Steve Radick is one of the leads for Booz Allen Hamilton’s social media practice where he supports clients from across the public sector on how to integrate social media into communications strategies and tactics. He blogs about social media and Government 2.0 at Social Media Strategery, and was recently named one of PRNews’ 15 to Watch for in 2009. He also serves on the Advisory Board for the SmartBrief on Social Media and Governingpeople.com.
As the line between communication sender and receiver continue to blur, and the concepts of news cycles and gatekeepers become outdated lexicons of an industry that is undergoing a major transformation, public relations professionals find themselves at a cross-roads. Let’s face it – public relations itself is having a bit of an identity crisis. Between the decline of the newspaper industry, the personalization of mass media, and the expansion of social media into every segment of the population, the image of the public relations professional of Edward Bernays and Ivy Lee has become barely recognizable.
What is the role of the public relations professional in today’s communication environment? What does the future hold?
Well, according to a recent survey by the Public Relations Society of America (PRSA) and Booz Allen Hamilton (full disclosure – I work for Booz Allen), the future of public relations will be marked by three topics:
- Justifying return on investment (ROI)
- Fighting to stay current with the latest technologies and methodologies
- Managing the ever-expanding channels of communications
“Social media tools will continue to change and evolve – we should not get stuck on a particular tool but be flexible and put our strategy to work on the appropriate platform.”
– PRSA member and survey respondent
More than 2,000 PRSA members responded to the survey and provided their thoughts on the challenges they were facing, future trends, and those skills highest in demand now and in the future.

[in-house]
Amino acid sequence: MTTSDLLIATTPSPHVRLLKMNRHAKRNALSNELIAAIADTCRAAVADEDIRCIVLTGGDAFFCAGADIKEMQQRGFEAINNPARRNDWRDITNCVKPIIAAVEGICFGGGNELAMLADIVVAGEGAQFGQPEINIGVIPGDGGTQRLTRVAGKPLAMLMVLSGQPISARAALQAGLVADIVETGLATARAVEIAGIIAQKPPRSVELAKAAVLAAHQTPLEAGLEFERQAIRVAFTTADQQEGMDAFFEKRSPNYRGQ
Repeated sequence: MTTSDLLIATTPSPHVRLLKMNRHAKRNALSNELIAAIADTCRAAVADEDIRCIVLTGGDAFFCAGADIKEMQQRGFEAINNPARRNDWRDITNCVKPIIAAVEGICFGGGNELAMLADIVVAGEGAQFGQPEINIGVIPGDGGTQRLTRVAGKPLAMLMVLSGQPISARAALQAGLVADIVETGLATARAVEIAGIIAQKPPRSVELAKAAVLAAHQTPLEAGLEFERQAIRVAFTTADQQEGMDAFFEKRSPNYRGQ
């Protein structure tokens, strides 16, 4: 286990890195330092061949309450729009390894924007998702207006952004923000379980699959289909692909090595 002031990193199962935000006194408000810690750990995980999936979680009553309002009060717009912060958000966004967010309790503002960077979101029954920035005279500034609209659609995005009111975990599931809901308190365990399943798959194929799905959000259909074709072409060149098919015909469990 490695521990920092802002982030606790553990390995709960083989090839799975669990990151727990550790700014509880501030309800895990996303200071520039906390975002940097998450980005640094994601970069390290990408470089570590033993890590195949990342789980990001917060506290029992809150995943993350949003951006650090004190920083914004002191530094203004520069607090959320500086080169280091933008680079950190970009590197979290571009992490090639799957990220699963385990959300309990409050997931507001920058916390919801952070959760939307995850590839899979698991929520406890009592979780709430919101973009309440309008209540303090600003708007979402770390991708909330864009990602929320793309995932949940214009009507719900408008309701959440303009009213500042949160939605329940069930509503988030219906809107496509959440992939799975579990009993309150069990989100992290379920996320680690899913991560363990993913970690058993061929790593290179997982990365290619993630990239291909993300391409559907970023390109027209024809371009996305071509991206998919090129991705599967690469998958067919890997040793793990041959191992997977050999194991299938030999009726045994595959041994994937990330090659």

When asked to identify the top challenge they expect to face over the next five years, almost 60% of all respondents said that dealing with limited resources due to economic pressures would be a “great challenge.” Justifying return on investment and finding the time to engage in online social media communities were the other two top challenges identified by more than half of the respondents.
The major findings are available in the full survey report and you can download that here.
In reviewing the results of the survey, there were a few other interesting points that jumped out at me that didn’t make it into the final report:
- Almost 70% of respondents were women, matching closely the PRSA membership as a whole.
- 93% of respondents identified themselves as white or causcasian
- 29% of respondents were 32 years old or younger, the most popular age group among respondents
- Compared to more than 40% of respondents who update their website every day, less than 20% comment on, or create content for, blogs on a daily basis
- The skills identified most often by the respondents as being in highest demand over the next five years are strategic communications, social media, and crisis communications
On Monday, November 9th one of Booz Allen’s Vice President’s, Maria Darby (and one of my friends and mentors), will be briefing the results of this survey and discussing the future of communications and the public relations industry at the PRSA International Conference in San Diego,. I’ll be joining her for a panel discussion following her presentation so if you’ll be there, make sure you stop by and say hello!